The difference is not obvious, but you are not hashing the same data. MD5 is a hashing algorithm, and it has no notion of text encoding – this is why you can create a hash of binary data just as easily as a hash of text. With that in mind, we can find out what bytes (or octets; strictly a stream of values of 8 bits each) MD5 is calculating the hash of. For this, we can use
xxd, or any other hexeditor.
First, your Ubuntu example:
$ echo "hello world" | xxd
0000000: 6865 6c6c 6f20 776f 726c 640a hello world.
0a, Unix-style newline at the end, displayed as
. in the right view.
echo by default appends a newline to what it prints, you could use
printf, but this would lead to a different hash.
$ echo "hello world" | md5
Now let's consider what PowerShell is doing. It is passing a string of its own directly to the
get-hash cmdlet. As it turns out, the natural representation of string data in a lot of Windows is not the same as for Unix – Windows uses wide strings, where each character is represented (in memory) as two bytes. More specifically, we can open a text editor, paste in:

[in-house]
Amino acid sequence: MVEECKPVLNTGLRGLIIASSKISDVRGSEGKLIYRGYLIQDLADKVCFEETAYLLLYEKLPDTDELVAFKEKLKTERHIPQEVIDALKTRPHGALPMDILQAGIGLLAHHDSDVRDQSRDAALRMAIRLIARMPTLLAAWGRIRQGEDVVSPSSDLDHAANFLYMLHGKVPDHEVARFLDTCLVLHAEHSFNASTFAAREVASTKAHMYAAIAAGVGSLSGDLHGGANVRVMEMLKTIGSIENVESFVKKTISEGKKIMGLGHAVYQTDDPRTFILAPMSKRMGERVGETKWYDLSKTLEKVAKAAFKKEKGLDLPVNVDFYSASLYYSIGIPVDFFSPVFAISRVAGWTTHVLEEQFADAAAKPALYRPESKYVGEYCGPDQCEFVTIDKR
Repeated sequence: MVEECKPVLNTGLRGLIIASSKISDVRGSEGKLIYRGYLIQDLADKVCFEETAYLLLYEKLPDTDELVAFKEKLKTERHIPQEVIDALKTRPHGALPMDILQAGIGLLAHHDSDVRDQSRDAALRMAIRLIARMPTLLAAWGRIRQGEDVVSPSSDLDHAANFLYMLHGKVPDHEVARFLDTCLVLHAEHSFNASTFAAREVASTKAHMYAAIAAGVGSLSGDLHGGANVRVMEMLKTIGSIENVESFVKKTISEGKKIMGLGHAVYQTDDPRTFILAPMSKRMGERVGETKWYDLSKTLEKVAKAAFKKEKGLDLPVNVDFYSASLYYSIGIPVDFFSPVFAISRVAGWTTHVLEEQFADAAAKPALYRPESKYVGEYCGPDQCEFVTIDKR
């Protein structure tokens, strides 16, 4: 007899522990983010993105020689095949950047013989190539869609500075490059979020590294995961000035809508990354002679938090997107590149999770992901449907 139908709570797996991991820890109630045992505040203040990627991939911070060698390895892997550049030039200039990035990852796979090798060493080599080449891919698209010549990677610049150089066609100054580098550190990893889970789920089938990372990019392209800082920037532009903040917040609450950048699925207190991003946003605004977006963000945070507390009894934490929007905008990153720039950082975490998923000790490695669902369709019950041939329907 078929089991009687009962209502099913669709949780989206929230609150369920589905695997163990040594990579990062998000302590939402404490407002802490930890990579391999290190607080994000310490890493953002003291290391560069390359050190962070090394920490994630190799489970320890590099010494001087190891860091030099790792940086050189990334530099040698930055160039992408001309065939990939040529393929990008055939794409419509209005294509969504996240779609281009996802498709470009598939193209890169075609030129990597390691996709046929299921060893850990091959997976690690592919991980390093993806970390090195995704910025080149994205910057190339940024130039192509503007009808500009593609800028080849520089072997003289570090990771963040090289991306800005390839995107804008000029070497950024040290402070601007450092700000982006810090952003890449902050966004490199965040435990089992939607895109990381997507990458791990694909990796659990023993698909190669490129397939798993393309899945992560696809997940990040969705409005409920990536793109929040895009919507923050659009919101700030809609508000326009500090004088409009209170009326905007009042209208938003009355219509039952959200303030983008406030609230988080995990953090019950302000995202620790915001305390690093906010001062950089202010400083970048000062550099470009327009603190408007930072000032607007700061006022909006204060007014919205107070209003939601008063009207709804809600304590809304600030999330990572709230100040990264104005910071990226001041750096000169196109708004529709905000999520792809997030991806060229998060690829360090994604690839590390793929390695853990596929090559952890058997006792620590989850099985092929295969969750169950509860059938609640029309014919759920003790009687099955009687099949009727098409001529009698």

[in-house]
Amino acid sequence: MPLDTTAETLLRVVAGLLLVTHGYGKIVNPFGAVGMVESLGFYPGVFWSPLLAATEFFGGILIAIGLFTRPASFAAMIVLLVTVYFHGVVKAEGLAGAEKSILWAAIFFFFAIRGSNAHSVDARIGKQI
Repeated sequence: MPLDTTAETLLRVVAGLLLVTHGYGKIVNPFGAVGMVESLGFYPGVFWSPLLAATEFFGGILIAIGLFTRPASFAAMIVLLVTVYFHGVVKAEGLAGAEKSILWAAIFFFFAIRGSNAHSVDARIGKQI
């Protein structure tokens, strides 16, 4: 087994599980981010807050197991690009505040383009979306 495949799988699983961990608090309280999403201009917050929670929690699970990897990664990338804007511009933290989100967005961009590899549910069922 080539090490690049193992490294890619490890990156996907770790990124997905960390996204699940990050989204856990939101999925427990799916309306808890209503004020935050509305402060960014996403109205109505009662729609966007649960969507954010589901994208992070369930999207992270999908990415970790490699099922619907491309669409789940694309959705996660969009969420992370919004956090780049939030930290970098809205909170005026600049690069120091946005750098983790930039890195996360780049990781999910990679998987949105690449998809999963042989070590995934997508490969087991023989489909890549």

With no trailing newline, and save it as UTF-16, little-endian. If we examine the actual bytes this produces, we see the difference:
$ xxd < test.txt
0000000: 6800 6500 6c00 6c00 6f00 2000 7700 6f00 h.e.l.l.o. .w.o.
0000010: 7200 6c00 6400 r.l.d.
Each character now takes two bytes, with the second byte being
00 – this is normal (and is the reason why UTF-8 is used across the Internet instead of UTF-16, for example), since the Unicode codepoints for basic ASCII characters are the same as their ASCII representation. Now let's see the hash:
$ md5 < thefile.txt
Which matches what PS is producing for you.
So, to answer your question – you're not doing anything wrong. You just need to encode your string the same way to get the same hash. Unfortunately I don't have access to PS, but this should be a step in the right direction: UTF8Encoding class.